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Robin Berjon wrote:
> I wonder how that statement is supposed to hold in the face of the fact
> that dozens of "binary XML" formats out there are systematically smaller
> than the equivalent XML. There are indeed interesting cases, for
> instance when you see that a gzipped SVG document is often circa 30%
> smaller than the SWF with the same functionality, but they hardly make
> the rule.
My point is not that theoretical, academic exercises don't produce
smaller files. My point is that if you look at the real-world, non-XML
file formats people actually use on a day-to-day basis, they tend to be
quite bloated relative to XML. If size did matter, then people would be
complaining about the bloatedness of their Word files, their Quicken
files, their database tables, and so forth. That they're not complaining
about these things proves that they don't really care about them.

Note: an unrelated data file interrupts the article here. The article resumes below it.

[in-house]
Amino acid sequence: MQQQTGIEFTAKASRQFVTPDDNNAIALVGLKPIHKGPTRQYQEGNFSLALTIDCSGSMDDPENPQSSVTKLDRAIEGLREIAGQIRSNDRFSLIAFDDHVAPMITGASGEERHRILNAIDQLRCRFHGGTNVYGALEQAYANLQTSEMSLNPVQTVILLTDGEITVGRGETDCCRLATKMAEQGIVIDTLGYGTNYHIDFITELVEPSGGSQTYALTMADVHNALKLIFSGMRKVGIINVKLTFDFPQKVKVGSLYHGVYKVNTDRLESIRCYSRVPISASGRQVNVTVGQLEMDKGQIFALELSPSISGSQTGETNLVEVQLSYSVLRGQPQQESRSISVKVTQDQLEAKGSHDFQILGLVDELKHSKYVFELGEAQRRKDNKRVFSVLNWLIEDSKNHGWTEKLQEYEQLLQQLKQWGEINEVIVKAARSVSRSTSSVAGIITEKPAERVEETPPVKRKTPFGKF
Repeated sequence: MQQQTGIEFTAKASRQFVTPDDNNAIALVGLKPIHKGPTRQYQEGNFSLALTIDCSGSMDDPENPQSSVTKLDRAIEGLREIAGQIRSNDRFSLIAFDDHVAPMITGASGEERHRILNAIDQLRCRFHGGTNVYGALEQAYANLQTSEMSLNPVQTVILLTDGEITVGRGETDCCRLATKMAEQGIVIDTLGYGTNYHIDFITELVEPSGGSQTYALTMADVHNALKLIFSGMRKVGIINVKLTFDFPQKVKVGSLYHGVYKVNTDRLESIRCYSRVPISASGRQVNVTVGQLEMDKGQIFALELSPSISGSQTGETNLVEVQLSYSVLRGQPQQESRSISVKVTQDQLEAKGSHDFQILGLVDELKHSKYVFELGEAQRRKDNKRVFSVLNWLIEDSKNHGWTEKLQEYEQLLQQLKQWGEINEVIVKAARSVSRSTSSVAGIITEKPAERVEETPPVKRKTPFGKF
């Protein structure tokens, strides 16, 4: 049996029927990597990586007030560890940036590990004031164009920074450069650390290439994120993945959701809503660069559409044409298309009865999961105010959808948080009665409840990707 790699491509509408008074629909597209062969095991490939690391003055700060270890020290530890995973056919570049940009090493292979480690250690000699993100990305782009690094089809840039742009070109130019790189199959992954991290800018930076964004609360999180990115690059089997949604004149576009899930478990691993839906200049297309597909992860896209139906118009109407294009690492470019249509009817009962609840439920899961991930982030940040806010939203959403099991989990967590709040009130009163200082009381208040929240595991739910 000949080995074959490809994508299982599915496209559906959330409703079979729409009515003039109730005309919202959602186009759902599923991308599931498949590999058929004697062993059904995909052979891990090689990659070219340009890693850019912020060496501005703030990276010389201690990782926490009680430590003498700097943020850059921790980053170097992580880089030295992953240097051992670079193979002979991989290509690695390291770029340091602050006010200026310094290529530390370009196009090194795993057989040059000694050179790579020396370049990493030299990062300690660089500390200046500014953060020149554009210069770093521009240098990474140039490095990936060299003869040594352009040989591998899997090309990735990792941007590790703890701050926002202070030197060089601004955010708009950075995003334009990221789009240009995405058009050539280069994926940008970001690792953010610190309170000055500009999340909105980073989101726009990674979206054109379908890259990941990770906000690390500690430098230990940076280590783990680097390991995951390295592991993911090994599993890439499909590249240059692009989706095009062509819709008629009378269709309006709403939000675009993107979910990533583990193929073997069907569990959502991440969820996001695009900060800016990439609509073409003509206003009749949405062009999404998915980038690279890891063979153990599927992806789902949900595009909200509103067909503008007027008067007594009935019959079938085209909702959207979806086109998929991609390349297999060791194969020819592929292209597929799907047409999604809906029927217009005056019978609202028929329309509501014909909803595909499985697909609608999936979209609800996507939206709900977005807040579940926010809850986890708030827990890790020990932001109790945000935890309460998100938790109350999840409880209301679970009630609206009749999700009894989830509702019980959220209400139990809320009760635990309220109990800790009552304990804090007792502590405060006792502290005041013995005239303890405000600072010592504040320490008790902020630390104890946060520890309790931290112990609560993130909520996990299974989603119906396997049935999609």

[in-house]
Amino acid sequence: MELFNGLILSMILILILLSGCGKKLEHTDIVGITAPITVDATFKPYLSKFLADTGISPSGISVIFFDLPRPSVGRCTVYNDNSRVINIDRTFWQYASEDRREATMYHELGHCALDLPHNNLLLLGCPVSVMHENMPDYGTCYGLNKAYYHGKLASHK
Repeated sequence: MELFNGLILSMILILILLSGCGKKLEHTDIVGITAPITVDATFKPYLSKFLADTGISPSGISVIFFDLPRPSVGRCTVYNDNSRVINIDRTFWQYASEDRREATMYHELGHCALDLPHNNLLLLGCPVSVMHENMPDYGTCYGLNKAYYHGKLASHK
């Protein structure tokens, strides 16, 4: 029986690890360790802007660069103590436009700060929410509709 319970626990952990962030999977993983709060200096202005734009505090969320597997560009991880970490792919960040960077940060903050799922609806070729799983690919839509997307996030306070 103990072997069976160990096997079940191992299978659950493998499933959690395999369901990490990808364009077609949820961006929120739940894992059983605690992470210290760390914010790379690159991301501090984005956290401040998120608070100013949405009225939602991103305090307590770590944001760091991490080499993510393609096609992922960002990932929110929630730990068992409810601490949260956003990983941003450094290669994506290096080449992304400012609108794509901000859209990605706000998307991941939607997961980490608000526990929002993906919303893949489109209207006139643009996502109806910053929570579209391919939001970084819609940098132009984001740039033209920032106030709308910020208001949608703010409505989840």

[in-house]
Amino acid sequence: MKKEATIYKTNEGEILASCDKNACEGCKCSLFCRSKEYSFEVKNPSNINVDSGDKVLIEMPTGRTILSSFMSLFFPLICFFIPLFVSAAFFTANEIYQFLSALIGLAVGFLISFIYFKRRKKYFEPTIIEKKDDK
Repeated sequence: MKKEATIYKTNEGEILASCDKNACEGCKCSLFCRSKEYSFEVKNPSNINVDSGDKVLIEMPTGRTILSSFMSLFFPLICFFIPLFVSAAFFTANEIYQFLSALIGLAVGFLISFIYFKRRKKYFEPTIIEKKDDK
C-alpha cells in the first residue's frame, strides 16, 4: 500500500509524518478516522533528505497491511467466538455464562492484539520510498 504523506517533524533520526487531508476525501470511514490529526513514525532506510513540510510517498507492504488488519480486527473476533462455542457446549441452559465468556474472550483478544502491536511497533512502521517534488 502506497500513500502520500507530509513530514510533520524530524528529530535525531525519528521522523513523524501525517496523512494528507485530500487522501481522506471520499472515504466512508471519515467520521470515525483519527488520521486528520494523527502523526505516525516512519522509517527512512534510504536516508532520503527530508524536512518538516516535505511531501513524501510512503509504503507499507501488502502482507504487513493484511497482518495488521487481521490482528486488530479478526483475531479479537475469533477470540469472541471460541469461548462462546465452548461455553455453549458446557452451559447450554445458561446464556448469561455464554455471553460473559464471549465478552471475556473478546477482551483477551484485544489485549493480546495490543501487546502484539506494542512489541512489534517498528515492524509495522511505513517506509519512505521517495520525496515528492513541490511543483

The only reason people are so excited about the verboseness and
bloatedness of XML is that, because it's a plain text format, they can
see just how much redundancy there is. The other binary files they deal
with range from just as bloated to even more bloated, but because they
can't see it, they don't care. This wasn't always true. by the way. In
the days of floppy disks and 10 MB hard drives, software vendors did
care about binary file sizes, and software reviewers and customers paid
attention to these things, but it just hasn't been worth the effort for
at least ten years.
Here's a prediction: if a binary XML format does come to pass, within
five years of its inception, these binary documents will be large,
bloated, full of empty space and redundant content, and nobody will
notice or care.
There are, of course, a few file formats that are so inherently large
that compression does still matter: JPEGS, MP3s, QuickTime, and other
digitized data; and here developers still do pay attention to document
size; but these are use cases XML is not intended for, does not serve
well, and never will serve well. Not everything should be XML.
Elliotte Rusty Harold firstname.lastname@example.org
XML in a Nutshell 3rd Edition Just Published!